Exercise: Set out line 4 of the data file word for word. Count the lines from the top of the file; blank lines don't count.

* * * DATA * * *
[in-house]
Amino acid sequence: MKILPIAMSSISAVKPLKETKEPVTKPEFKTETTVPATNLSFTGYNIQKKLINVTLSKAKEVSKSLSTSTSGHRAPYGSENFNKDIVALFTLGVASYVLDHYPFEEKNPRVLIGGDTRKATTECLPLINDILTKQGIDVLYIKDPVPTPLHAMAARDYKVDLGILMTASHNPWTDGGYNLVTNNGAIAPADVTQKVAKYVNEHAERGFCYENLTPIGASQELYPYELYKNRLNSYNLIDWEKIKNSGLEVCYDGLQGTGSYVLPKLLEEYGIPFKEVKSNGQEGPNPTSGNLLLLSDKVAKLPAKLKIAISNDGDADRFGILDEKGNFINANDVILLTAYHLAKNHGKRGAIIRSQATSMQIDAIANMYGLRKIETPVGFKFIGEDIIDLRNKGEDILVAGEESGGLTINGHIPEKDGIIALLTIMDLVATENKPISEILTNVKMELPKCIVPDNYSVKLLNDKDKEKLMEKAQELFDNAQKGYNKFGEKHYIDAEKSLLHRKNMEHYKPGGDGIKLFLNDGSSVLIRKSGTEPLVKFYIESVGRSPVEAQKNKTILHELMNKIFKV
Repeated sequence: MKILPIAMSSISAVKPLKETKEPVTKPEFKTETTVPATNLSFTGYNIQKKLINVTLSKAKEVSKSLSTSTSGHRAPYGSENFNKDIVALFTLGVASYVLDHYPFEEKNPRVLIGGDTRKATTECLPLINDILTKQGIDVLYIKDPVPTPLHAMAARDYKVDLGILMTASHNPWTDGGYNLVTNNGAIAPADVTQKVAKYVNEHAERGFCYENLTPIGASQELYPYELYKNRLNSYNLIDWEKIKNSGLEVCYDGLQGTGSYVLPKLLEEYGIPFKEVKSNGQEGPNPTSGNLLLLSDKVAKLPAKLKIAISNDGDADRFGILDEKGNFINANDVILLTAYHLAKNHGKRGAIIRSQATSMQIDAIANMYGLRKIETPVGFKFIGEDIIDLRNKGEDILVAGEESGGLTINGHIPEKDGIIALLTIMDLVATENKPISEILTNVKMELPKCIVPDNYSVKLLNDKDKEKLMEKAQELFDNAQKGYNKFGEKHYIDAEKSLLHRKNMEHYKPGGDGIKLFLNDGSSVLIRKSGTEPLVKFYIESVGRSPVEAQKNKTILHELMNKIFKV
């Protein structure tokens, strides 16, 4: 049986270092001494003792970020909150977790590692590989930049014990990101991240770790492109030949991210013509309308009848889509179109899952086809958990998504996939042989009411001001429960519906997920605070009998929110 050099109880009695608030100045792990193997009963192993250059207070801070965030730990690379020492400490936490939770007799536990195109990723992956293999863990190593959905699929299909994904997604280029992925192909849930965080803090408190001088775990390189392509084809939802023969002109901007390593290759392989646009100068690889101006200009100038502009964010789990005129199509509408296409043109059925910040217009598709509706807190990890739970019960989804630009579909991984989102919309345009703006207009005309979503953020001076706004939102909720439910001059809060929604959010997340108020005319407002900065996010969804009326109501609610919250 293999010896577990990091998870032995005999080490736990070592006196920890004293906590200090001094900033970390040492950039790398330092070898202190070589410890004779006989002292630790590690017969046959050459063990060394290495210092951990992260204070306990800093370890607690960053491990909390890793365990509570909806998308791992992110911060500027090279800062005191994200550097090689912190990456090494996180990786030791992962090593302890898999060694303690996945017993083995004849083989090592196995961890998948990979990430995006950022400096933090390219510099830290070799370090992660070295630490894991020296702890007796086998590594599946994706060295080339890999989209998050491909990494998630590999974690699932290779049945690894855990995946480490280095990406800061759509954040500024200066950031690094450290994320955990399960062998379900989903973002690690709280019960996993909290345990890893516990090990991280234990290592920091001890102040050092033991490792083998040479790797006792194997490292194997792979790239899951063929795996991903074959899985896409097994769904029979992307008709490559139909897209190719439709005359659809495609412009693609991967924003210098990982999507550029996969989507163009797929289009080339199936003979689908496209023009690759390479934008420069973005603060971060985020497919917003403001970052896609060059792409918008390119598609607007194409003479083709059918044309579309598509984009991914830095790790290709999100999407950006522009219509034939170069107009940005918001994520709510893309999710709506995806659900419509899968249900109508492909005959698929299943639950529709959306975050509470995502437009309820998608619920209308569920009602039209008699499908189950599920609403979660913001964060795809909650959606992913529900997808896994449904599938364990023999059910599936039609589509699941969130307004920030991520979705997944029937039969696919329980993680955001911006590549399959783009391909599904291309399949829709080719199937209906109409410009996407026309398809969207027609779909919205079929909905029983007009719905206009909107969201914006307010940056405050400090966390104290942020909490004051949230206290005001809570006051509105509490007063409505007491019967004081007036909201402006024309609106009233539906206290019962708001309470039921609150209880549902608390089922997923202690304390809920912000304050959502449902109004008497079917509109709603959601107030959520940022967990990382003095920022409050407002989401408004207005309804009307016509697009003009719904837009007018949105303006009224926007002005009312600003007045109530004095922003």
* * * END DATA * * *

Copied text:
């Protein structure tokens, strides 16, 4: 049986270092001494003792970020909150977790590692590989930049014990990101991240770790492109030949991210013509309308009848889509179109899952086809958990998504996939042989009411001001429960519906997920605070009998929110 050099109880009695608030100045792990193997009963192993250059207070801070965030730990690379020492400490936490939770007799536990195109990723992956293999863990190593959905699929299909994904997604280029992925192909849930965080803090408190001088775990390189392509084809939802023969002109901007390593290759392989646009100068690889101006200009100038502009964010789990005129199509509408296409043109059925910040217009598709509706807190990890739970019960989804630009579909991984989102919309345009703006207009005309979503953020001076706004939102909720439910001059809060929604959010997340108020005319407002900065996010969804009326109501609610919250 293999010896577990990091998870032995005999080490736990070592006196920890004293906590200090001094900033970390040492950039790398330092070898202190070589410890004779006989002292630790590690017969046959050459063990060394290495210092951990992260204070306990800093370890607690960053491990909390890793365990509570909806998308791992992110911060500027090279800062005191994200550097090689912190990456090494996180990786030791992962090593302890898999060694303690996945017993083995004849083989090592196995961890998948990979990430995006950022400096933090390219510099830290070799370090992660070295630490894991020296702890007796086998590594599946994706060295080339890999989209998050491909990494998630590999974690699932290779049945690894855990995946480490280095990406800061759509954040500024200066950031690094450290994320955990399960062998379900989903973002690690709280019960996993909290345990890893516990090990991280234990290592920091001890102040050092033991490792083998040479790797006792194997490292194997792979790239899951063929795996991903074959899985896409097994769904029979992307008709490559139909897209190719439709005359659809495609412009693609991967924003210098990982999507550029996969989507163009797929289009080339199936003979689908496209023009690759390479934008420069973005603060971060985020497919917003403001970052896609060059792409918008390119598609607007194409003479083709059918044309579309598509984009991914830095790790290709999100999407950006522009219509034939170069107009940005918001994520709510893309999710709506995806659900419509899968249900109508492909005959698929299943639950529709959306975050509470995502437009309820998608619920209308569920009602039209008699499908189950599920609403979660913001964060795809909650959606992913529900997808896994449904599938364990023999059910599936039609589509699941969130307004920030991520979705997944029937039969696919329980993680955001911006590549399959783009391909599904291309399949829709080719199937209906109409410009996407026309398809969207027609779909919205079929909905029983007009719905206009909107969201914006307010940056405050400090966390104290942020909490004051949230206290005001809570006051509105509490007063409505007491019967004081007036909201402006024309609106009233539906206290019962708001309470039921609150209880549902608390089922997923202690304390809920912000304050959502449902109004008497079917509109709603959601107030959520940022967990990382003095920022409050407002989401408004207005309804009307016509697009003009719904837009007018949105303006009224926007002005009312600003007045109530004095922003």